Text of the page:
Just him that my grandfather was an engineer on the Milwaukee Road- colided with another train (steam) and nearly died- crawled out unscathed. The clickity click of trains in imbedded in my memory- near the tracks in Mpls- it lulled me to sleep and when an occasional train comes through Gibbon at night, I pray that the wonderful, rocking sound will continue so that I can sleep. There is a soothing magic in that sound and I would love to ride on his train. Wow! Lucky man, you are!

  3. Michael says:

    First job out of high school was being a fireman for Southern Pacific, and much of the power then (1956) was still steam. Lied about my age to get the job (had to be 18 and I was 16) and it was a terrific experience.

    Recall being on midnight goat (switch engine) in the Oakland yards, and the hoghead (engineer) told me to bring a steak and potato for the next night. He put that potato on top of a steam value, and when we went to beans (broke for lunch) he shut the fire down, put the steaks on a long rod, open the firebox and held the steaks into the box for a short while. We had medium rare steak and baked potato for lunch.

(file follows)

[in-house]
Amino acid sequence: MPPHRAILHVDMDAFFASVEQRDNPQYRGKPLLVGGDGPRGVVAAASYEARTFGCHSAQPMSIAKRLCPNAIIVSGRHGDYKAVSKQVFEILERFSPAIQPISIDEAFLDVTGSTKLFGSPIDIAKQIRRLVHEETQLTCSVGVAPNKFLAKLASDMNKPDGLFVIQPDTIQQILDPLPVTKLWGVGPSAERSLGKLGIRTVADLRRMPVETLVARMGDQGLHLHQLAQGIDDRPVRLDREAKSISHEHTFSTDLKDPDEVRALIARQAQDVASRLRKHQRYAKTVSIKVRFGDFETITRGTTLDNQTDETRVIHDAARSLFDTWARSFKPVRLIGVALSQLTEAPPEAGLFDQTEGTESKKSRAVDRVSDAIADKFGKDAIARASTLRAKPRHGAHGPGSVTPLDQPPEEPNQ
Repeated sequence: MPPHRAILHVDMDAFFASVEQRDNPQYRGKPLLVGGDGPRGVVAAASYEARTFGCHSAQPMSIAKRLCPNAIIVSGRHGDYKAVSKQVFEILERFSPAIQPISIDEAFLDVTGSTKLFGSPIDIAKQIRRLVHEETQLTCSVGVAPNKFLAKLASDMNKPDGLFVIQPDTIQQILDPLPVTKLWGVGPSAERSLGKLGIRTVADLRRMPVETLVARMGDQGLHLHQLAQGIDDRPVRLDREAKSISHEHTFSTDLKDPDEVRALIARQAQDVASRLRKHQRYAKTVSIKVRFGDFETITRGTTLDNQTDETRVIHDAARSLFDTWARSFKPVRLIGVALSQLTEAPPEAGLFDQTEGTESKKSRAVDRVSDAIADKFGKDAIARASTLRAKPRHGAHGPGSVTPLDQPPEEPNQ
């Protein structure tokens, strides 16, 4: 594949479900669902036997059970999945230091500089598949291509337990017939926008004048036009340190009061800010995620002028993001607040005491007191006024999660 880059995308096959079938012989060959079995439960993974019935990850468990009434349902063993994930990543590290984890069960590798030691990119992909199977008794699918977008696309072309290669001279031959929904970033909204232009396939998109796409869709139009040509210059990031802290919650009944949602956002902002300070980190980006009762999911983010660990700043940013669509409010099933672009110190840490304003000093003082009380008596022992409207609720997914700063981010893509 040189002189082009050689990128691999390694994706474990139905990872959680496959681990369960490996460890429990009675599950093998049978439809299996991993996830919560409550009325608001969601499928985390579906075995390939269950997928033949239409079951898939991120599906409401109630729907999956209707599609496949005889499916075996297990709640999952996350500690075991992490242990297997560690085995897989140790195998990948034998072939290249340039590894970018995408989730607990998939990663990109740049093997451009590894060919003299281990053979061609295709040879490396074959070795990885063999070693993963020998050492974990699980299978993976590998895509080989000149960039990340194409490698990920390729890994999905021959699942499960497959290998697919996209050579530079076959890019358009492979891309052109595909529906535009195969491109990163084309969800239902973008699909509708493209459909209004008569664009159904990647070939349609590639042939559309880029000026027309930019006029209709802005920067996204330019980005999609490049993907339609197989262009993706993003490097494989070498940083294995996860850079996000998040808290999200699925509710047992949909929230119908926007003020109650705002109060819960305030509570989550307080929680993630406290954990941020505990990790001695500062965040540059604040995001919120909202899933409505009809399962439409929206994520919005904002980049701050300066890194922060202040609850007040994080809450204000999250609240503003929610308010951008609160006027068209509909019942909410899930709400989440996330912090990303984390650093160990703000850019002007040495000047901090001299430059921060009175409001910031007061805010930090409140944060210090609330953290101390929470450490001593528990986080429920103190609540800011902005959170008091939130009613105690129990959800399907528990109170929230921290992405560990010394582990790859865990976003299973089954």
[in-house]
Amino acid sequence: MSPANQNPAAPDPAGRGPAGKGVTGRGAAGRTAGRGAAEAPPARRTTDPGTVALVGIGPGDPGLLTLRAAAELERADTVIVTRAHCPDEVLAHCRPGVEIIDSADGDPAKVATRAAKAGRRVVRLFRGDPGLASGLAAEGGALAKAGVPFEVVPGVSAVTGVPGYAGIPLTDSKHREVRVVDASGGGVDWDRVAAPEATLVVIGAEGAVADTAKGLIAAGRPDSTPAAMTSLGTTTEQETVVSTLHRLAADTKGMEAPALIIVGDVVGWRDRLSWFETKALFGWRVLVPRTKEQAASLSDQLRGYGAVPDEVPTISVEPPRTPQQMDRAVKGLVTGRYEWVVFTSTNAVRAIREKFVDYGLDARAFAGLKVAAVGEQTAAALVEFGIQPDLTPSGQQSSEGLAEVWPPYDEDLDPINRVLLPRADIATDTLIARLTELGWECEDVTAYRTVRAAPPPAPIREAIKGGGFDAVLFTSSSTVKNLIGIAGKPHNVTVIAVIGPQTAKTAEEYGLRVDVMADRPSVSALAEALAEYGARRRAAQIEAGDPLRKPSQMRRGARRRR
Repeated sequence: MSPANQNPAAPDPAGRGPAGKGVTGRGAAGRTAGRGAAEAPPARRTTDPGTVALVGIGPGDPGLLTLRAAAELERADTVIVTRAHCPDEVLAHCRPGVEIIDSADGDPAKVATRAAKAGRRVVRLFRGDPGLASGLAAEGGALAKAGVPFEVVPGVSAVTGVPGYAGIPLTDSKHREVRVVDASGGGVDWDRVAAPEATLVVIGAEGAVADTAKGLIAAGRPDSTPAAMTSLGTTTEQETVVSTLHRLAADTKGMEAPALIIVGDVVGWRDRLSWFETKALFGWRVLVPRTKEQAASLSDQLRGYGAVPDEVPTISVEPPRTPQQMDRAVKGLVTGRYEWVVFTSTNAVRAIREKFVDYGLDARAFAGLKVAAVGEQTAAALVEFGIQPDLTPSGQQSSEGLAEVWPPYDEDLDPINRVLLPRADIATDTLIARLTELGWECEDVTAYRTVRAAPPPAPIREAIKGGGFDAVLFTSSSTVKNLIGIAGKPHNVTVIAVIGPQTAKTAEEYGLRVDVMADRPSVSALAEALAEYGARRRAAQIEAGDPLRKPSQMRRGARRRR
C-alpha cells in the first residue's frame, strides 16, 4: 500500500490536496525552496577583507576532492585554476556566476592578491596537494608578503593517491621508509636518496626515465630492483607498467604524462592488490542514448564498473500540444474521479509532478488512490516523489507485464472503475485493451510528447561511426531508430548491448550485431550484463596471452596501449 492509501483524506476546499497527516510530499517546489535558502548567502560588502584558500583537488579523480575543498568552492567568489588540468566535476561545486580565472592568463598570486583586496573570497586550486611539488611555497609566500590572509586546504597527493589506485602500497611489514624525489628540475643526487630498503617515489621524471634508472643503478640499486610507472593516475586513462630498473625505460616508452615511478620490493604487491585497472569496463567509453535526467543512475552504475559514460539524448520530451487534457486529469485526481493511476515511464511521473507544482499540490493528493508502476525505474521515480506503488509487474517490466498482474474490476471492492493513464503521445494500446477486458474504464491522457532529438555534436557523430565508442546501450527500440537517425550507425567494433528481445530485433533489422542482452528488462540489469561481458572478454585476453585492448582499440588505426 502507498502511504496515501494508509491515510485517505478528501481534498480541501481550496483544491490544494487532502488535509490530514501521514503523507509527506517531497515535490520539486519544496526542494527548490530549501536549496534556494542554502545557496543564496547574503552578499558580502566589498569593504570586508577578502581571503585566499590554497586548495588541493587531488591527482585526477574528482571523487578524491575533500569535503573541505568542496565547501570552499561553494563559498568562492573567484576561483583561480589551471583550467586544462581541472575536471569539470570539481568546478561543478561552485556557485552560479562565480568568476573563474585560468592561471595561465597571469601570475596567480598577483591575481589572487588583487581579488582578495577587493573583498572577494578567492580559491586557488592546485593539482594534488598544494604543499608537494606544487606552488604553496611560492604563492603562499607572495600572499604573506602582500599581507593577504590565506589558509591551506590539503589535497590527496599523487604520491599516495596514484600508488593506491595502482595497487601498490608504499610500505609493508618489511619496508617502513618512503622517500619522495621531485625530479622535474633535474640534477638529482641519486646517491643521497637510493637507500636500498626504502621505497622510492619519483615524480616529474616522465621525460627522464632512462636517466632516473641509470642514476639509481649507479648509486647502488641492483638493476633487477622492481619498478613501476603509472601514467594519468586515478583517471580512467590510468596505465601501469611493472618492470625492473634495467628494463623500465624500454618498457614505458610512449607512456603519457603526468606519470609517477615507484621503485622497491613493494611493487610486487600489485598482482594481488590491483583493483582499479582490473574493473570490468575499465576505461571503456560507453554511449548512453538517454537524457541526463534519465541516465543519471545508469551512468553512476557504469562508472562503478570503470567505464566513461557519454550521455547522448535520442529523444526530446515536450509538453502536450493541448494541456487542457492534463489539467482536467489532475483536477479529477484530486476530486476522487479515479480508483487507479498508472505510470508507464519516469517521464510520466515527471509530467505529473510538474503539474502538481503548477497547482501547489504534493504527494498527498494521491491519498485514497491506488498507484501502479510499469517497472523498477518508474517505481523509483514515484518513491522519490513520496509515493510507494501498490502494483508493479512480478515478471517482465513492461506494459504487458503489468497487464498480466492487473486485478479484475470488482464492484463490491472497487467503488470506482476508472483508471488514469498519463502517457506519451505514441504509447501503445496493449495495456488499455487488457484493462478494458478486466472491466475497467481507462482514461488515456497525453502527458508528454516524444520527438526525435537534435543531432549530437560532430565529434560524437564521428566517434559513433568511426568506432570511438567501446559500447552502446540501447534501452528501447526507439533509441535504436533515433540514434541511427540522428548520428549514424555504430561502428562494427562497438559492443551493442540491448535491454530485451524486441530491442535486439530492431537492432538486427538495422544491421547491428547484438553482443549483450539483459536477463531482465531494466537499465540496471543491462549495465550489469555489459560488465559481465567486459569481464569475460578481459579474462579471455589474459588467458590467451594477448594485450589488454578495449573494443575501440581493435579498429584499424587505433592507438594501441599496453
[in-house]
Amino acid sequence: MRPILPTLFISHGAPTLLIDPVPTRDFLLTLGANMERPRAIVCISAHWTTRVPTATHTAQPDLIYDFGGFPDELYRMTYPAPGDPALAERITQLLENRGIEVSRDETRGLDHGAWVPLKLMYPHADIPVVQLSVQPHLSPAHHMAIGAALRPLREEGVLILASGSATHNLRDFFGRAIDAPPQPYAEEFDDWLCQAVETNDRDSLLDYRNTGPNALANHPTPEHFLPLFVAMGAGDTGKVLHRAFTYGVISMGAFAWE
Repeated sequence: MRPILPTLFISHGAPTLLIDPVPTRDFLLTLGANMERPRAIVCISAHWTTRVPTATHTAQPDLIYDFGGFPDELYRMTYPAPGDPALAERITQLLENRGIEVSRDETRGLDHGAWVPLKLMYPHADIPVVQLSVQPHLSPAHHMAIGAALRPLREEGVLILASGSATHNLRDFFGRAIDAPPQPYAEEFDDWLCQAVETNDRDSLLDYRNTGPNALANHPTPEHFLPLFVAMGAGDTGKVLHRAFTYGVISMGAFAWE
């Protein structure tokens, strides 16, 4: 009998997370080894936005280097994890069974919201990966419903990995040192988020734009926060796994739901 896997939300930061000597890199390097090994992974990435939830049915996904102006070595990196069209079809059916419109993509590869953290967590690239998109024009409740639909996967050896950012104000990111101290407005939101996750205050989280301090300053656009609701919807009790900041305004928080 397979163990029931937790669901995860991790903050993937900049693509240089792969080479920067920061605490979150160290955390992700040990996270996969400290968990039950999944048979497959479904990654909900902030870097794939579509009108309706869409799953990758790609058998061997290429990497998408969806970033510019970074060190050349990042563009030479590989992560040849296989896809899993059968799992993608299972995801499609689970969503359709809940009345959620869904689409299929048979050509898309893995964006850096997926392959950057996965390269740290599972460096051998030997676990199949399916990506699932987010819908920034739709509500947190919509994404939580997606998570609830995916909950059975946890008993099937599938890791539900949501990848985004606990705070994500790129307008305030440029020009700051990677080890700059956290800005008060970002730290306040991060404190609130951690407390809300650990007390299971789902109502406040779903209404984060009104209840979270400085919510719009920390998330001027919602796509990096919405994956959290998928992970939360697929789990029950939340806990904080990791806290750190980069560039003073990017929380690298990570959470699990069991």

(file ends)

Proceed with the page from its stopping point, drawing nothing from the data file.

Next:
A cherished memory is standing on top of the tender (water car) at the crack of dawn in what is now Fremont, my hands gripping the large ring on the end of chain to the water value of the water tower arm hanging over the tender. There was a 10 or 12 foot long canvas hose that draped into the opening on the top of the tender, and the fireman had to hang on that ring to keep the tower value open while the tender filled with water. I hung on that chain and watched the sun rise over Mission Peak.

    I got laid off in late August when the business slowed, so I went to college . . . . and took up freight hopping as a hobby for awhile.

    As I write this, a Union Pacific train is passing our little orchard here in Dutch Flat, and I still go out to watch. At sunset, we take a couple of old aluminum folding chairs up by the tracks, and watch the colors and trains parade past.

    Life is good!